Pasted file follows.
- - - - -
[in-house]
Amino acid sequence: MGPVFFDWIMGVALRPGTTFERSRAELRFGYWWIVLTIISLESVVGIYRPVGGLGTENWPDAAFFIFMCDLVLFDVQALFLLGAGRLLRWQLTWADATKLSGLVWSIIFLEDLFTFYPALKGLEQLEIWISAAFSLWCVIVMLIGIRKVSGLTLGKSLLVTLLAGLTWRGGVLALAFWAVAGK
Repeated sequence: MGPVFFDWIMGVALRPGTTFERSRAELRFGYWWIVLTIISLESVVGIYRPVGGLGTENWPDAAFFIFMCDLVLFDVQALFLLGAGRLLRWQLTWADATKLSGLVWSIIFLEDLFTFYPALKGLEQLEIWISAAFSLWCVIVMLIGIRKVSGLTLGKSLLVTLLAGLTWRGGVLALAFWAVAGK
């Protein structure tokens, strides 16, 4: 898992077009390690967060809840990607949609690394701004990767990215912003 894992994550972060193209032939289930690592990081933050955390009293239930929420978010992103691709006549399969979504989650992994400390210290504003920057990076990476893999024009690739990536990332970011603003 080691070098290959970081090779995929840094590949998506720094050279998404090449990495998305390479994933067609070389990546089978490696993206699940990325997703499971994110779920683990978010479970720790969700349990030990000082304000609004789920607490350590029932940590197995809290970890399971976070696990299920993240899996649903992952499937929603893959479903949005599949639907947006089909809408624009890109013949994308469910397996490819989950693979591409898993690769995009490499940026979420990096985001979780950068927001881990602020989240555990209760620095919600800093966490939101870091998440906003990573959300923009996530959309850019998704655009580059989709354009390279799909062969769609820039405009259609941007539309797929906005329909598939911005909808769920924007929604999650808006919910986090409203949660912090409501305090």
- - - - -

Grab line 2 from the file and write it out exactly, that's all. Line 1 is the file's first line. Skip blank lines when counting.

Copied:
Amino acid sequence: MGPVFFDWIMGVALRPGTTFERSRAELRFGYWWIVLTIISLESVVGIYRPVGGLGTENWPDAAFFIFMCDLVLFDVQALFLLGAGRLLRWQLTWADATKLSGLVWSIIFLEDLFTFYPALKGLEQLEIWISAAFSLWCVIVMLIGIRKVSGLTLGKSLLVTLLAGLTWRGGVLALAFWAVAGK